Work submitted to Turnitin UK will be stored indefinitely on the Turnitin UK database unless a student specifically requests that it be removed. Retaining your work on the database will help to ensure that your work remains protected from future attempts to plagiarise it; will help maintain the integrity of the University of Cambridge’s qualifications; and will maximise the effectiveness of the software, therefore it is hoped that such requests will be kept to a minimum. However, once moderation has been concluded, students may at any time contact the Head of Academic Centre Administration for their course, to request that their work be removed.

Queries about ICE's use of Turnitin UK should be addressed in the first instance to the Course Director or Academic Director.

You are reminded that Turnitin is only one method of checking the originality of your work. Examiners may initiate the standard investigative procedures if they have unresolved queries about the originality of your work.

Students are responsible for ensuring they have read and understood the University's policy on plagiarism and the information on Turnitin.

Suspected academic misconduct

Academic misconduct includes any practice that may unfairly advantage a student’s academic assessment. One type of academic misconduct is plagiarism, defined as submitting as one’s own work that which derives in part or in its entirety from the work of others without due acknowledgement (see above). The University outlines many potential forms of academic misconduct within the University Discipline Regulations, for example:

  • Copying someone else’s work, both words and ideas
  • Quoting or paraphrasing someone else’s work without due acknowledgement
  • Buying or commissioning work from others, or not attributing research contributed by others
  • Self-plagiarism, using one’s own work submitted for publication or assessment elsewhere without due attribution

Whilst all academic misconduct is a breach of the University’s disciplinary regulations, it is accepted that in some cases students may have attempted to acknowledge a source but that this has not been done correctly, or that they may have misunderstood the referencing requirements or breached them in a minor way. These cases are viewed as a minor breach of the regulations and this will be taken into consideration within the marking process (without a punitive sanction). 

If academic misconduct is suspected in a piece of your work (i.e. if a Turnitin originality report, or a marker identifies unacknowledged material in an assignment) then the University’s academic misconduct procedure will be followed.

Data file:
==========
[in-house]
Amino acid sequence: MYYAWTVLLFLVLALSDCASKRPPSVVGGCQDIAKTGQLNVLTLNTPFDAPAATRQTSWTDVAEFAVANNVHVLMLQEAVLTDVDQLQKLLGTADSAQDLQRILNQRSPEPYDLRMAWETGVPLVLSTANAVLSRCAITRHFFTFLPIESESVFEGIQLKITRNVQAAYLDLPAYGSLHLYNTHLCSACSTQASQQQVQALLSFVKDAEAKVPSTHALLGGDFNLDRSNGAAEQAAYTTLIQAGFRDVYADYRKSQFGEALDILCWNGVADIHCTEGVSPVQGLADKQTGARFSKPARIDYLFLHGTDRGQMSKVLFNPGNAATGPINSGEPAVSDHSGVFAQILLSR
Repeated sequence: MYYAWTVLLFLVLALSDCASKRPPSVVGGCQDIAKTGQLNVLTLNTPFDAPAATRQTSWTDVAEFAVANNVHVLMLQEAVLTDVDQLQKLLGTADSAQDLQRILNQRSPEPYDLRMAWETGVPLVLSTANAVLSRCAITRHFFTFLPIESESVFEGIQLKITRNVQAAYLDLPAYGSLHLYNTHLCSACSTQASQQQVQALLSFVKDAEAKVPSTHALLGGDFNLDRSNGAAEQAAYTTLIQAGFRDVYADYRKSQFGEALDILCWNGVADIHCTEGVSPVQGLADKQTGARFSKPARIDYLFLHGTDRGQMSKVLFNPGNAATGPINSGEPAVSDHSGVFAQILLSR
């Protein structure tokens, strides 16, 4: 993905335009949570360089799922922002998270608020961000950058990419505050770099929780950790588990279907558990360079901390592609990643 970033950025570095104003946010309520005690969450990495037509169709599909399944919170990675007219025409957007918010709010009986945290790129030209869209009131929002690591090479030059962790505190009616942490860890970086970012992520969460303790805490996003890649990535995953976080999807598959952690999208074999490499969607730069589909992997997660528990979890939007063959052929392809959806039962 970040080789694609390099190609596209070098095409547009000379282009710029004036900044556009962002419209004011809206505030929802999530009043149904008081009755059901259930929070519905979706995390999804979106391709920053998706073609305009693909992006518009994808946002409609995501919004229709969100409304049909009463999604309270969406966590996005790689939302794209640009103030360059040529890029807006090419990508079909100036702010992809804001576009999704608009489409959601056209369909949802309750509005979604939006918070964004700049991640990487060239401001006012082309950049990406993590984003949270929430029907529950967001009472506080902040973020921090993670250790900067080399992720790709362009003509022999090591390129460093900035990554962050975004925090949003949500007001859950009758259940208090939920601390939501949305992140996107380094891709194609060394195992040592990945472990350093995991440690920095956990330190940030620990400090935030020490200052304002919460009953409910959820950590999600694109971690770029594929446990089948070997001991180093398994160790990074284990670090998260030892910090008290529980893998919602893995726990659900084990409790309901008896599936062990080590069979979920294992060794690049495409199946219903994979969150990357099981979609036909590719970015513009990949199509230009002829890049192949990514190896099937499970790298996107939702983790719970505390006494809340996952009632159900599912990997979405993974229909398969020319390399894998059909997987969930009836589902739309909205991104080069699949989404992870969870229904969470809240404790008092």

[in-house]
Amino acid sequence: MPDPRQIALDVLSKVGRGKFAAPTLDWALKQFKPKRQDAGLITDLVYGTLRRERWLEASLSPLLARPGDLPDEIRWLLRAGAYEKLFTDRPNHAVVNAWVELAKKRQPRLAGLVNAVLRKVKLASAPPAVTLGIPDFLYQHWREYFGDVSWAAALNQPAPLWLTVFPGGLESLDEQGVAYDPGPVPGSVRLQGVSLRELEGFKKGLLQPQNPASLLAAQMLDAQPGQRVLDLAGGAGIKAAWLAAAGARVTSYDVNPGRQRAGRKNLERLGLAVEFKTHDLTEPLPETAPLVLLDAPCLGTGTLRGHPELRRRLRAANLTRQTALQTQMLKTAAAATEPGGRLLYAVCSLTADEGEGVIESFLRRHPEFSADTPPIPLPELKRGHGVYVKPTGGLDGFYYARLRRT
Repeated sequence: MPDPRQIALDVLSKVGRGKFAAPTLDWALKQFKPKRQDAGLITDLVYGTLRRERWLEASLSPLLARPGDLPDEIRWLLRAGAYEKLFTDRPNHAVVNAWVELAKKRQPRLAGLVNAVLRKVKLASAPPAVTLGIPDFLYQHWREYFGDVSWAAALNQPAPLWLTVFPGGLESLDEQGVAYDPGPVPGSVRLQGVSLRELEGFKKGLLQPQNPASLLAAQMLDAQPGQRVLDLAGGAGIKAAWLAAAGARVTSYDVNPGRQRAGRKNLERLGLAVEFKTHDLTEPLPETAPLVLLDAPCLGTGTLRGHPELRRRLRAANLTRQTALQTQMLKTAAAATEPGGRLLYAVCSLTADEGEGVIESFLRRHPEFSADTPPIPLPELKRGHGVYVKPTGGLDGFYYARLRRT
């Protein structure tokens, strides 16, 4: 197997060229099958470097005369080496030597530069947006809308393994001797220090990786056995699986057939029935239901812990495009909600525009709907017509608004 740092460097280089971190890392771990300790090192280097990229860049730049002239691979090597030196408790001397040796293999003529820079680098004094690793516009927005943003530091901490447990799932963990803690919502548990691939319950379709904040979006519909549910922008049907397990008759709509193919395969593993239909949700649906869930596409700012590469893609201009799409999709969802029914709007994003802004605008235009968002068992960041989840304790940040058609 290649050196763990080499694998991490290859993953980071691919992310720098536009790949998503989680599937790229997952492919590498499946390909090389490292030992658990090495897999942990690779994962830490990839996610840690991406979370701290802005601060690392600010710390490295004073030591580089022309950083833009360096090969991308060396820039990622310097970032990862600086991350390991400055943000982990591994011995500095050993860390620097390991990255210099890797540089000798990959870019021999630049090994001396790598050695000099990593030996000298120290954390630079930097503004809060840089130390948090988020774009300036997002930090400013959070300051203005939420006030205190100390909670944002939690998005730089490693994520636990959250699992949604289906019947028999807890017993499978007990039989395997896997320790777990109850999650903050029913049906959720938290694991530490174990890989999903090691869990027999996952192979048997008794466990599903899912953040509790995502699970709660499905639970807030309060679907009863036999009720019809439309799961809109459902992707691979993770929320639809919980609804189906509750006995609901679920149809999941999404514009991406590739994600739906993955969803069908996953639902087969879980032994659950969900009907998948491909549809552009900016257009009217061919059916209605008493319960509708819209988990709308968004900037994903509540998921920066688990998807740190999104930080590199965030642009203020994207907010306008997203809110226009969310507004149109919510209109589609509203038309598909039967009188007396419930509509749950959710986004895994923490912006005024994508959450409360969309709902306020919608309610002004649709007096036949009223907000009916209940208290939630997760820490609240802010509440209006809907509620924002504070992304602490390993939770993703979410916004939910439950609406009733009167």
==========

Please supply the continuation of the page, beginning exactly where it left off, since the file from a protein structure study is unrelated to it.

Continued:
The marker of the assignment will determine the extent and significance of any suspected academic misconduct within your assignment.

If academic misconduct is suspected, the maker will discuss the case with the Course Director /Academic Director before referring the case to the Chair of the Examiners or Chair of the Degree Committee along with the following evidence:

  • A copy of the assignment
  • A copy of the Turnitin originality report (if relevant)
  • A copy of any source material (where not included in the Turnitin originality report)
  • Guidance and information provided to students undertaking the course and assessment – including any declaration to confirm that the work was your own
  • A copy of the marking criteria for the assessment

The Chair will consider all of the information and may choose to hold an investigatory meeting with you. The purpose of the meeting is to provide you with an opportunity to respond and answer questions regarding the suspected academic misconduct; it does not have a punitive or disciplinary element.

For full guidance and on the University’s academic misconduct procedure, including further information on the investigative meeting and the possible outcomes of the meeting, please see

If you have any questions regarding academic misconduct please contact your Course Director.

Course type: 
Part-time Master's Degree
Postgraduate Certificate/Diploma
Undergraduate Certificate/Diploma

How can we help?


Course enquiries: +44 (0)1223 746262

International Summer Programmes: +44 (0)1223 760850

Madingley Hall reception: +44 (0)1223 746222 (open 24 hours)

ICE Opening Hours: 9.00am to 4.30pm (Mon - Fri)



Short courses:

Online courses:

International Summer Programmes:

International Pre-Master's enquiries

Coaching enquiries

Psychology enquiries

Genomics enquiries

Medical, Health and Technology enquiries

Education enquiries

Business and Management enquiries

Arts and Sciences enquiries

Global Studies and Public Policy enquiries

Creative Writing enquiries

English and Literature enquiries

Film studies enquiries

General enquiries: